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Homesteading and Livestock

Self-reliance and sustainability in the 21st century.

How I found Serenity on Serenity Acres Farm with Farm, Family and Fun


“Normal is getting dressed in clothes that you buy for work and driving through traffic in a car that you are still paying for – in order to get the job you need to pay for the clothes and the car, and the house you have to leave vacant all day so you can afford to live in it” ~Ellen Goodman

I’ve had this exact same thought for quite a while, but it was always followed by “how do I get out of this car?”

Now don’t get me wrong – I love fabulously high heeled shoes (my husband and my closet can attest to that) and I love getting dressed to go out to dinner and stay in a fancy hotel where I don’t have to wash the white (!) sheets and where we don’t have to share the bed with three dogs and the occasional cat.

But now I am getting out of the car and am finding Serenity on Serenity Acres Farm. It is in this very life with goats, dogs in the bed, dirt stained clothes, and a farm full of young people, that I’ve found Passion, Perseverance, and Pride. Where I have found Strength and Serenity. Where I have found Love, Laughter and the Circle of Life.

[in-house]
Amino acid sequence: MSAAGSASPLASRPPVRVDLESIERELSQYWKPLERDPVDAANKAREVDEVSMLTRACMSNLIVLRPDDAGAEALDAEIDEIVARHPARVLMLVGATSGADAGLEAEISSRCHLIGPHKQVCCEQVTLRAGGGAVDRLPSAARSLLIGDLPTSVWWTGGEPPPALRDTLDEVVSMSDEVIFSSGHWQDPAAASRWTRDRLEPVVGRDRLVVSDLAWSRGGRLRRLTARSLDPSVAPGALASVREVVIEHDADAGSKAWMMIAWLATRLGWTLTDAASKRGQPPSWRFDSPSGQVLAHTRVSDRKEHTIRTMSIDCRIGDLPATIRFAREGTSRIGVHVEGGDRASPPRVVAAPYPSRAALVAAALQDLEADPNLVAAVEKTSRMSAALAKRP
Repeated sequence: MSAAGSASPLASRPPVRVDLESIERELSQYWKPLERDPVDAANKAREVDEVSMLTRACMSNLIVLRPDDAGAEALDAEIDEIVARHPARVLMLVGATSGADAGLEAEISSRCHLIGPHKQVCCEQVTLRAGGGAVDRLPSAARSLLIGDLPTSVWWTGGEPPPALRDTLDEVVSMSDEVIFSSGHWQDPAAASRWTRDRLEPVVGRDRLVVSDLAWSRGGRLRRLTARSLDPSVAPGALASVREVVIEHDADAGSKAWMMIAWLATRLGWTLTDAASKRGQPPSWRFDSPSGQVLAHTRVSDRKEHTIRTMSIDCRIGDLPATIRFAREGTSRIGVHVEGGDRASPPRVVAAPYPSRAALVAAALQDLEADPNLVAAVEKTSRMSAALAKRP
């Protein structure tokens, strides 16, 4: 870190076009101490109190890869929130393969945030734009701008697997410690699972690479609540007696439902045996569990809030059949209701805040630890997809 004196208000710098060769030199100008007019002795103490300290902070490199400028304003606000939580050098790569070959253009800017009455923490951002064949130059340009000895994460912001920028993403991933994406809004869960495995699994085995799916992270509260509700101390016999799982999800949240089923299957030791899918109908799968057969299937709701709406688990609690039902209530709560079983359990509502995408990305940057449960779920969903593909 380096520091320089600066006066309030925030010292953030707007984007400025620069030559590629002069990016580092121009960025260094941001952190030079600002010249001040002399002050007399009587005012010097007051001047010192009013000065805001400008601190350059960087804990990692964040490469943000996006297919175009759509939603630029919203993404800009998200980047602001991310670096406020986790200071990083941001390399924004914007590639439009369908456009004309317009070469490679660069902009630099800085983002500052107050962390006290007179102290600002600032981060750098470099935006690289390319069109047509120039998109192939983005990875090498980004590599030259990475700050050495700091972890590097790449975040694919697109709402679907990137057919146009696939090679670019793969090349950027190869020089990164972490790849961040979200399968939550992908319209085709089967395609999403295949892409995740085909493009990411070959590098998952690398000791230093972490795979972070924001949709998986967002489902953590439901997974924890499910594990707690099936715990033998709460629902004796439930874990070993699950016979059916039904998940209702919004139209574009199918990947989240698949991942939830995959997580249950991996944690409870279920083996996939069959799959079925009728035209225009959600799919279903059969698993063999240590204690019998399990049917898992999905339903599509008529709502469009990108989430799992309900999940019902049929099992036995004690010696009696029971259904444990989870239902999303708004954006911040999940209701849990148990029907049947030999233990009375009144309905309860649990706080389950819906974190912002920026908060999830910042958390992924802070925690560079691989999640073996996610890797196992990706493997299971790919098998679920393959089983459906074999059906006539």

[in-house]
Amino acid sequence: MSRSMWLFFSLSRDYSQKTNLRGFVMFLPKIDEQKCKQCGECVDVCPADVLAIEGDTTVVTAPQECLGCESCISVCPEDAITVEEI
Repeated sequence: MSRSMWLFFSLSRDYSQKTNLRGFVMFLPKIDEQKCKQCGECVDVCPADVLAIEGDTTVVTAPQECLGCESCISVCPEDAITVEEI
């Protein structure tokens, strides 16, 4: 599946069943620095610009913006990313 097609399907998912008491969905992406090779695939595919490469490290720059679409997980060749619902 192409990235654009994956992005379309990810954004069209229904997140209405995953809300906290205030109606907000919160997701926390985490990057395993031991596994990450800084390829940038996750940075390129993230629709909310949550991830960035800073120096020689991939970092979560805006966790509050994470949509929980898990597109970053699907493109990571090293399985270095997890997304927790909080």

Not that farming is easy or cheap, there are no days off, the work is hard and the days are long.  I’ve had to say good-bye to animals I love more times than I care to remember, and projects keep coming. Friends exist on Facebook only; vet and feed bills and need for equipment are staggering, and I have heard many times, especially from my parents, “why do you live in a shack like that?” “You went to school and got two masters degrees; do you want to throw it all away?”

The answer to that question is a resounding “YES”! I’ve worked in a job utilizing my two degrees for 28 years; I think I have done my college education justice. The truth is that both my husband and I still work off the farm, to allow us to farm. These last 8 years of pursuing my dream on the farm have changed me, and even when I leave the farm sometime in the future, I have learned many astonishing things about myself that include: